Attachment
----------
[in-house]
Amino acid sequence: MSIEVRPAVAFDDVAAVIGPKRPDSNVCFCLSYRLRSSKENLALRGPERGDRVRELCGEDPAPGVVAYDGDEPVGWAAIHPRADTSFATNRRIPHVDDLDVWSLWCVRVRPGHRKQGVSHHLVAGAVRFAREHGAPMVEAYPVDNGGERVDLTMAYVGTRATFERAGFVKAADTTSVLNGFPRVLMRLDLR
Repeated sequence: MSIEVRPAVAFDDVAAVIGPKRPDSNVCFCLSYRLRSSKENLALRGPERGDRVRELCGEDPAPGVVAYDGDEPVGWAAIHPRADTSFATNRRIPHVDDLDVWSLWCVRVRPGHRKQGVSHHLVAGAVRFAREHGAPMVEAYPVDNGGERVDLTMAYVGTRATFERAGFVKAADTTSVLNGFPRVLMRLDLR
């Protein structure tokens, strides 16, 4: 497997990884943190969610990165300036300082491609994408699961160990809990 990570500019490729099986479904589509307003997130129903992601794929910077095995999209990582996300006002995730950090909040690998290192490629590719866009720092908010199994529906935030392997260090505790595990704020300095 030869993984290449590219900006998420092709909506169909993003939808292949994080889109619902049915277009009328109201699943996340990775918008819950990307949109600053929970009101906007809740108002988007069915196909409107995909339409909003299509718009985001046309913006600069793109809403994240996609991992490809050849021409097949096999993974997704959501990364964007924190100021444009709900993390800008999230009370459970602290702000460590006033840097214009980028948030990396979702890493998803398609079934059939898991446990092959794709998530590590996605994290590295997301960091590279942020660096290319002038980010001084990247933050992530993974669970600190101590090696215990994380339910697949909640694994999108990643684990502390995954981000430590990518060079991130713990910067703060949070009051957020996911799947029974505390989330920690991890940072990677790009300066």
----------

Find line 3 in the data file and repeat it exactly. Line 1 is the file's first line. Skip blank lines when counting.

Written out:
Repeated sequence: MSIEVRPAVAFDDVAAVIGPKRPDSNVCFCLSYRLRSSKENLALRGPERGDRVRELCGEDPAPGVVAYDGDEPVGWAAIHPRADTSFATNRRIPHVDDLDVWSLWCVRVRPGHRKQGVSHHLVAGAVRFAREHGAPMVEAYPVDNGGERVDLTMAYVGTRATFERAGFVKAADTTSVLNGFPRVLMRLDLR